A Northern Territory police officer who shot dead an Indigenous teenager could restore harmony to his troubled outback community, an inquest has found.
Constable Zachary Rolfe shot Kumanjayi Walker three times during a botched arrest in Yuendumu, northwest of Alice Springs, on November 9, 2019.
An Alice Springs inquest into the death of the Warlpiri man heard on Thursday that traditional customary or tribal law retaliation is often misunderstood as revenge by non-Indigenous Australians.
“There’s a big misinterpretation in the NT when it comes to the concept of payback,” NT police officer and Arrernte man Brad Wallace told the inquest.
“The concept of payback is interpreted more as revenge or punishment from a contemporary westernized side.
“The knowledge I have gained in my life is based more on building peace and bringing balance back to the community.”
‘Process of peacemaking’ between clans
Senior Constable Wallace said he had witnessed a revenge ceremony in his youth and “it was a process of peacemaking between two clan groups”.
“It kept the situation from developing.”
Counsel representing Peggy Dwyer said the Yuendumu community had told the coroner that Const Rolfe would be “paid back with a spear”.
“In this case, where the community is understandably saddened by the death of Kumanjayi and the death of Const Rolfe, this court cannot award grievous bodily harm to the officer,” she said.
Const Rolfe shot Mr Walker in the back and torso as the 19-year-old resisted being handcuffed at his grandmother’s home.
The 31-year-old was charged with murder four days later and found not guilty in March after a five-week jury trial that split opinion on the NT.
Misunderstanding of what payback period means
The verdict also angered the grieving Warlpiri community and called for justice for their beloved son.
That frustration and outrage was compounded during the inquest by evidence from some police officers that showed a misunderstanding of what payback was.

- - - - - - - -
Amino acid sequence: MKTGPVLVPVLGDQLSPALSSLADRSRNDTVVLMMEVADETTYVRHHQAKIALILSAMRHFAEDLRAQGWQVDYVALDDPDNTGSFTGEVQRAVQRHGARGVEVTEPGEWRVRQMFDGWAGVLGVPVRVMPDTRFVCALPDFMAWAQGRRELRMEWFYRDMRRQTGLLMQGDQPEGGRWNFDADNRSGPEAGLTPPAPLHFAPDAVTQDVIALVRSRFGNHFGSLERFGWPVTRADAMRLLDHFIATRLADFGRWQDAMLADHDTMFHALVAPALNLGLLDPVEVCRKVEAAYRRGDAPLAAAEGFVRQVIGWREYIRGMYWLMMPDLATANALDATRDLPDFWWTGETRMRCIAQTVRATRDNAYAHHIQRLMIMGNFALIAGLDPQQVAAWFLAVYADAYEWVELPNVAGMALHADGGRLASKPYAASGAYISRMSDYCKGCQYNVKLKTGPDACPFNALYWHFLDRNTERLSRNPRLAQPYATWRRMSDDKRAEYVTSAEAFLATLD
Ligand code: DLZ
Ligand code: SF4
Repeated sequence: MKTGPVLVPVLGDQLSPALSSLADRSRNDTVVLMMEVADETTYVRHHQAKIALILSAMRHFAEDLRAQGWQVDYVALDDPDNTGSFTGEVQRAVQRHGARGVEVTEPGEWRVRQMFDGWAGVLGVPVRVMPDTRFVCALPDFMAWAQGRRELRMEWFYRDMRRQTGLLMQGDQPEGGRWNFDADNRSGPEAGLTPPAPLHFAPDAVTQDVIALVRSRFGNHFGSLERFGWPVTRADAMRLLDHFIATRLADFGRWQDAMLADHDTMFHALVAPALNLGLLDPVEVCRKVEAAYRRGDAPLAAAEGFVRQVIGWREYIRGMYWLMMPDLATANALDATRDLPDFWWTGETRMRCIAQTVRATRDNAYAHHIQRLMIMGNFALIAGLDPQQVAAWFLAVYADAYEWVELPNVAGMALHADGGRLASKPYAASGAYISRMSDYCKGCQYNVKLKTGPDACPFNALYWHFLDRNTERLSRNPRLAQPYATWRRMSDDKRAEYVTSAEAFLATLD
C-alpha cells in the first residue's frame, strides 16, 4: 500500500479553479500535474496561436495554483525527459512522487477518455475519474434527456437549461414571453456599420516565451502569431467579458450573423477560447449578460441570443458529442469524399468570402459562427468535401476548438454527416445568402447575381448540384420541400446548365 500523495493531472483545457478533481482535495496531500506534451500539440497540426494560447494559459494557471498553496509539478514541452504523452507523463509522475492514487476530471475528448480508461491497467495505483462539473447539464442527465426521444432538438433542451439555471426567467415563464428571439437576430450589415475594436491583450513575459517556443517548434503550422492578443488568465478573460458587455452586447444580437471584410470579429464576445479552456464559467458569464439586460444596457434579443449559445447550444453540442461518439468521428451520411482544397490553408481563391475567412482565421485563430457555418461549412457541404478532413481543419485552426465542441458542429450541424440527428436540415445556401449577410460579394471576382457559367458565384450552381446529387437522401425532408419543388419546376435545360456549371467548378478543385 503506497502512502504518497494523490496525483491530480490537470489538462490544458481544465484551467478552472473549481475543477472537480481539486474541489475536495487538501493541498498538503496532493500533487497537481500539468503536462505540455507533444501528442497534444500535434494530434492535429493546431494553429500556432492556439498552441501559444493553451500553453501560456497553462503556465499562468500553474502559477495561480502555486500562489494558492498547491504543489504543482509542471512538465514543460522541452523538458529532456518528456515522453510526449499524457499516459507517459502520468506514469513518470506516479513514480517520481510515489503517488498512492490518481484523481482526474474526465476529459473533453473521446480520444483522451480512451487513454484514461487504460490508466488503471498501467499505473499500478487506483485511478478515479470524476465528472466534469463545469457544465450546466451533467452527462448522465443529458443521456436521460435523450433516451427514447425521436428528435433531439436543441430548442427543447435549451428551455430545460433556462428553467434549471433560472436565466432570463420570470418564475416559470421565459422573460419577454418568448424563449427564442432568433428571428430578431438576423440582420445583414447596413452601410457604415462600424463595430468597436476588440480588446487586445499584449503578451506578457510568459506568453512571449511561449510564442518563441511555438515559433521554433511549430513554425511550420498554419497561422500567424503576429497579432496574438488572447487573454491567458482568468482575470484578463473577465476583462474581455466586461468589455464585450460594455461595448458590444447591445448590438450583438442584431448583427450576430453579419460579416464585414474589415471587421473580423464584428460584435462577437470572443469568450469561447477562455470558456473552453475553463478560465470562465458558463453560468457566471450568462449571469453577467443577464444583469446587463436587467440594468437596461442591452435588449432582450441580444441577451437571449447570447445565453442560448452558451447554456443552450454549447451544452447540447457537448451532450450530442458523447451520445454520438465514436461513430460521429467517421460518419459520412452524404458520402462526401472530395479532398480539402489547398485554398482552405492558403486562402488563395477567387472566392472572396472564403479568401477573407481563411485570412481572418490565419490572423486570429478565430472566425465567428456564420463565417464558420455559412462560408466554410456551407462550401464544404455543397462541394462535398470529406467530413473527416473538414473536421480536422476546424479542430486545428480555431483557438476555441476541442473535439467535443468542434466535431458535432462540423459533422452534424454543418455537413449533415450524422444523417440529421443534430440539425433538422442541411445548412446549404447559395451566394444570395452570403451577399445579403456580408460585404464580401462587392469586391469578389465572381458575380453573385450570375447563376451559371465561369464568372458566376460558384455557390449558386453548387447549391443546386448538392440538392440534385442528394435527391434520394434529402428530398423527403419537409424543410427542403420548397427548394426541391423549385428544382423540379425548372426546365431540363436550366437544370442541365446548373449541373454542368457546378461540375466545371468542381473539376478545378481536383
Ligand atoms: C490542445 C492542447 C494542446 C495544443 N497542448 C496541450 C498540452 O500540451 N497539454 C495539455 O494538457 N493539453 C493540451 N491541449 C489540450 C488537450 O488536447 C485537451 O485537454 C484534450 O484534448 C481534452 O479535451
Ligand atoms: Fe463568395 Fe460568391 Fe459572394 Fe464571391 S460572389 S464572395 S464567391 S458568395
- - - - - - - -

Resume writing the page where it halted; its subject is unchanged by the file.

Elder Ned Jampijinpa Hargraves told reporters visiting Yuendumu on Tuesday that payback was needed to heal the remote community.
He said the Warlpiri people “have not seen the blood of Zachary Rolfe” and felt disrespected.
“Deep in our hearts, deep in our minds, deep in the community, we want to see justice,” he said.
Out of court on Thursday, emerging Warlpiri leader Samara Fernandez-Brown said Const Rolfe should lose his job in the NT Police Force and be jailed.
She declined to answer questions about what form of payback would be acceptable for her community to heal other than spear, but did say other forms of common law were available.
“There should be a conversation with the Elders to see if there would be another option that would allow them to feel the same outcome,” she said.
“For myself, as Kumanjayi’s cousin, I would feel some kind of justice to some degree if Zachary Rolfe were fired.
“But even then it won’t be enough to know that he’s still around people and isn’t behind bars like every other person would be if they committed murder and weren’t a white privileged police officer.”
Meanwhile, Mr Walker’s family vented their frustration and anger on Wednesday when Const Rolfe claimed legal privilege and refused to answer some questions when he appeared as a witness at the inquest.
“He has to give us answers. There shouldn’t be any secrets. It really makes me sad. It’s not fair,” Mr Walker’s grandfather, Steven Marshall, said in a statement
The investigation continues Friday.